neoplasia che cede poche cellule

  • pennavalentina84

    New Member
    Italian - Italy
    Non saprei proprio come tradurre il verbo cedere, nel senso di lasciar staccare le cellule... è propio un modo di dire "cedere poco" riferito ad un tumore significa che se si prova a campionare questo tipo di lesioni, con un agoaspirato o un apposizione ad esempio, non si ottengono campioni sufficentemente cellulari perchè le cellule sono tenacemente attaccate tra loro...
     

    Mary49

    Senior Member
    Italian
    Suppongo che "cedere" voglia dire "rilasciare" o "liberare", proverei con il verbo "to release"; ma aspetta altri suggerimenti.
     

    TimLA

    Member Emeritus
    English - US
    Buondi,

    Per quanto riguarda una biopsia di agoaspirazione puoi scrivere qualcosa del genere:

    ...the yield from the aspirate was inadequate...
    ...there was inadequate tissue for evaluation...
    ...the yield from the biopsy was insufficient...

    o per essere quasi letterale:

    ...(needle biopsy of the) neoplasm yielded few cells...

    Forse una frase completa ci aiuterebbe.
     

    pennavalentina84

    New Member
    Italian - Italy
    Grazie per i suggerimenti!
    questa è la frase completa:
    These findings suggested an inflammatory response and a possible infection but did not rule out completely a possible neoplasia, effectively the most important downside of cytology is that is possible to miss the most representative cellular line, especially with a neoplasia "che cede poco"
     

    TimLA

    Member Emeritus
    English - US
    These findings suggested an inflammatory response
    and possible infection,
    but did not rule out neoplasia completely.
    The most important disadvantage of cytology
    is that it is possible to miss the representative cell line,
    with a biopsy that yields few cells.
    .......an insufficient cell yield.
    .......an inadequate yield of cells.
     

    bicontinental

    Senior Member
    English (US), Danish, bilingual
    Ciao,

    I can’t think of a natural way to say this in English using a verb for ‘cedere poco’. In the microscopic description of a neoplastic process, I would say, ‘a tumor composed of/consisting of tightly cohesive cells’ (meaning they stick together in tight clusters in the tissue sections). The opposite would be 'poorly (or loosely) cohesive clusters of neoplastic cells.'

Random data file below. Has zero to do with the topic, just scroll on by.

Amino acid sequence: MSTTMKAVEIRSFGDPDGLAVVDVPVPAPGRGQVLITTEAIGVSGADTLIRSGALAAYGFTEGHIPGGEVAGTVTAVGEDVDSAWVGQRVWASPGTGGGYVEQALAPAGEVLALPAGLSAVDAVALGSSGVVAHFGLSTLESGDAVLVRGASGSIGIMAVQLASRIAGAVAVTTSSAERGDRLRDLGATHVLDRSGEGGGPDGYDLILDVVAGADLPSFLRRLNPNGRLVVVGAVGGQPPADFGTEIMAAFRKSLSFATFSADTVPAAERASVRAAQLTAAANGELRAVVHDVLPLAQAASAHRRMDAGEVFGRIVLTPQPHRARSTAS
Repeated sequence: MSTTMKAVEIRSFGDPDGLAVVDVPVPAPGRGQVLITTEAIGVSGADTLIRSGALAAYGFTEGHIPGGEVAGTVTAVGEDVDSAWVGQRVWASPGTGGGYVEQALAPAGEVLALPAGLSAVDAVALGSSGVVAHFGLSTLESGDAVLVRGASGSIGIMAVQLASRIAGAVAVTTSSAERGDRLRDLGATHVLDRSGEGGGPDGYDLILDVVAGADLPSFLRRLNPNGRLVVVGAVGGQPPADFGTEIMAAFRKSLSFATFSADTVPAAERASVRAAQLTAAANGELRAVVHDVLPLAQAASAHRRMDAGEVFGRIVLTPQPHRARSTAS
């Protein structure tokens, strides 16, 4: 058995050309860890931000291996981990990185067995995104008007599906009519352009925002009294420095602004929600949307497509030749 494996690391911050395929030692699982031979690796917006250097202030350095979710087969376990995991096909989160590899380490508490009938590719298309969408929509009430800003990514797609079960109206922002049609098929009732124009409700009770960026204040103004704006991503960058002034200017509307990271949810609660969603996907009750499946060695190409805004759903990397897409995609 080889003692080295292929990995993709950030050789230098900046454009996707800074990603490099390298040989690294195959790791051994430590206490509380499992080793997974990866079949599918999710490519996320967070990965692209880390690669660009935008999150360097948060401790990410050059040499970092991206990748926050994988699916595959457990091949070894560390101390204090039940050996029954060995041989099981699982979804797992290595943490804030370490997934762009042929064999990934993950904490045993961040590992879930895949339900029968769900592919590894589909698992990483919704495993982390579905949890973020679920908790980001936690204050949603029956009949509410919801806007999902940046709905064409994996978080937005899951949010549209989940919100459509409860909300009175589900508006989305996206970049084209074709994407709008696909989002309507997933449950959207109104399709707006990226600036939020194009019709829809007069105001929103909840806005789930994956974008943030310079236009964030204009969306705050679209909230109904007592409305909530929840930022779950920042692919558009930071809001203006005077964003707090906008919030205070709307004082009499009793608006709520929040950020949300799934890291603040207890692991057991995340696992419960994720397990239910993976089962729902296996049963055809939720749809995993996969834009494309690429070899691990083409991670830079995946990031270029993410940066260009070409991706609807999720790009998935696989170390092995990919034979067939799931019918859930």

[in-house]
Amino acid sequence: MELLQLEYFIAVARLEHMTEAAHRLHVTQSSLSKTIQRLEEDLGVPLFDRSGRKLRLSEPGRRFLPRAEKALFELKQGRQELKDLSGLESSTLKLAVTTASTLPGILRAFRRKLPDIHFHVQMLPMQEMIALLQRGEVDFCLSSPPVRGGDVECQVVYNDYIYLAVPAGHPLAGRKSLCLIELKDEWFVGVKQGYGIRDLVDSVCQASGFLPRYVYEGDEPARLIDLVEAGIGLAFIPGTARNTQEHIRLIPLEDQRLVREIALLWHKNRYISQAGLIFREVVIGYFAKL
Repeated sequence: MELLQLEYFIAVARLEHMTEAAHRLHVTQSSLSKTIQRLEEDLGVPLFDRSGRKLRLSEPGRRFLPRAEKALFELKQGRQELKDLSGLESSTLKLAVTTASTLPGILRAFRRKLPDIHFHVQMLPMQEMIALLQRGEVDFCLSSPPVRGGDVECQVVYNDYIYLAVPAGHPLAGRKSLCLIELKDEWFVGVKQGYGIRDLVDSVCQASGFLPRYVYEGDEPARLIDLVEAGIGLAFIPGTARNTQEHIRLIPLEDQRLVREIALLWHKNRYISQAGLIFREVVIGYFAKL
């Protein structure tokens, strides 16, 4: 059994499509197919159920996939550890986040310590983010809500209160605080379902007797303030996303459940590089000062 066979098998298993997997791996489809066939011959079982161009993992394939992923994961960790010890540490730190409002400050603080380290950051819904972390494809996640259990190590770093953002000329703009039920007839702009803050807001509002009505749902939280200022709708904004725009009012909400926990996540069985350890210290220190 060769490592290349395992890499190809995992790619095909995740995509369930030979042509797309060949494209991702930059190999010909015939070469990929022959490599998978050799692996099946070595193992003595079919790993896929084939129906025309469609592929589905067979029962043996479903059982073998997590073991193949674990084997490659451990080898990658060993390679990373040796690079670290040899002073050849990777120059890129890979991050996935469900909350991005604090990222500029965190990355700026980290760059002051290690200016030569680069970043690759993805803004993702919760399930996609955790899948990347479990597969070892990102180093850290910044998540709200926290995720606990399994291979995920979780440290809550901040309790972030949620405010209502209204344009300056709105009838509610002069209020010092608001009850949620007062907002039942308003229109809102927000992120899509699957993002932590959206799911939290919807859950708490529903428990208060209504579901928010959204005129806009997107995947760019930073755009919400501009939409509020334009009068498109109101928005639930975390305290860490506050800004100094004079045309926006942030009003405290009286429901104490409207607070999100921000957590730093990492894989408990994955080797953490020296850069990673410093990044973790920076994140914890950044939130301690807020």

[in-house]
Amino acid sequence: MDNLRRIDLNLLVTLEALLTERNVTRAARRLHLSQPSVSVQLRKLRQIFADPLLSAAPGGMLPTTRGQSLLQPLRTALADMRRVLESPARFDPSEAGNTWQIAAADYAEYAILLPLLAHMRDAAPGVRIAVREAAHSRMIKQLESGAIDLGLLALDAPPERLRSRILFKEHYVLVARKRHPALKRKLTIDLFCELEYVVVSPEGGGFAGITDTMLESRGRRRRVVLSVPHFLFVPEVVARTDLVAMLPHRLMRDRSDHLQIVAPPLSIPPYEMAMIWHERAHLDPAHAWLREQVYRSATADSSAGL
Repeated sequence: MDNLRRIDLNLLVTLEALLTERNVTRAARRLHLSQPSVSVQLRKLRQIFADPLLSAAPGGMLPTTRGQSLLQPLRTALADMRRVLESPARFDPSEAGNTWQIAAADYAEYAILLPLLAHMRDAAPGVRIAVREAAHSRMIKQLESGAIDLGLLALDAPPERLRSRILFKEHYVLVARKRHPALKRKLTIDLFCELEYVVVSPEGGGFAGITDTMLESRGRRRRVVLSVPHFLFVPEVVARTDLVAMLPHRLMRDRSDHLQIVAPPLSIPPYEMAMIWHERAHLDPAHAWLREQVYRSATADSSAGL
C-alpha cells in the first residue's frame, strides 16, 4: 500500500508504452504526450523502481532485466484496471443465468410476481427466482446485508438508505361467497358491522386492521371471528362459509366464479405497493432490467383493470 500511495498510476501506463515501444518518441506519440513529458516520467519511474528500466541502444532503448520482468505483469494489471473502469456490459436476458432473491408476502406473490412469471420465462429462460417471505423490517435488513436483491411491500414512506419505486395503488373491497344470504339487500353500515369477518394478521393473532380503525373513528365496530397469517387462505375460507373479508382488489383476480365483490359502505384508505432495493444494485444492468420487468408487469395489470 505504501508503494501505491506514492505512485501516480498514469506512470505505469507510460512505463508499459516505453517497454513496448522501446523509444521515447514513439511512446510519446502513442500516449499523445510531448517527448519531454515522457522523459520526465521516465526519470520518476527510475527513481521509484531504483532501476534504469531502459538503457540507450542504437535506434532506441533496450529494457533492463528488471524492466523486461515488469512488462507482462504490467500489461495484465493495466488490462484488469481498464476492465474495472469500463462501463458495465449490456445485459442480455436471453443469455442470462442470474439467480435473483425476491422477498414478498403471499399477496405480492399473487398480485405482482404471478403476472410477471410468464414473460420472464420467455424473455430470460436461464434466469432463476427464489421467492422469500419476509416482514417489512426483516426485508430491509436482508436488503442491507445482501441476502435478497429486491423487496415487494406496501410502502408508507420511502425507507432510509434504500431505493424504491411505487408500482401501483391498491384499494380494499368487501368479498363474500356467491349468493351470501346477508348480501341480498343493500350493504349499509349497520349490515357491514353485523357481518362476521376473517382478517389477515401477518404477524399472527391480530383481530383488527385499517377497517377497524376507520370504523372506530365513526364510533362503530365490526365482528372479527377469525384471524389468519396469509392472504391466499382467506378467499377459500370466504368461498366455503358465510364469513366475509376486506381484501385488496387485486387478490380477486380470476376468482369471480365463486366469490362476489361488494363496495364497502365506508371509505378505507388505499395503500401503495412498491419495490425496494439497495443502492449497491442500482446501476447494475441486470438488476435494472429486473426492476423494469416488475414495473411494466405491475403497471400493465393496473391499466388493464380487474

For a fibrotic or densely packed bone marrow specimen with a low cellular yield, you can use the term ‘a dry tap’.

    In your example above of addressing the risk of missing a significant lesion, I would say, “neoplasias composed of tightly cohesive cells.

    Bic.
     

    pennavalentina84

    New Member
    Italian - Italy
    La frase in italiano sarebbe: Questi risultati suggeriscono un processo infiammatorio e una possibile infezione ma non escludono completamente una possibile neoplasia. Il maggior svantaggio della citologia è, infatti, la possibilità di non campionare la linea cellulare più rappresentativa della lesione, specialmente se si tratta di una neoplasia che cede poco, come ad esempio un fibrosarcoma.
     

    bicontinental

    Senior Member
    English (US), Danish, bilingual
    Thanks for providing the Italian version of the sentence!…that’s very helpful and changes things a little: In this particular case of fine needle aspiration of fibrosarcomas I wouldn’t use ‘cellular cohesion’ since the collagenous background matrix is obviously also an important factor as is the cell:matrix ratio of the individual tumor.

    For the English translation I would suggest something slightly paraphrased like,

    'These results suggest an inflammatory process, possibly an infection although neoplasia cannot be completely excluded. In fact, the greatest disadvantage of cytology lies in the possibility of not sampling the cells that are representative of the lesion, especially in neoplasias that produce few cells on aspiration/don’t exfoliate easily (e.g. fibrosarcoma.)'


    Best,

    Bic.
     
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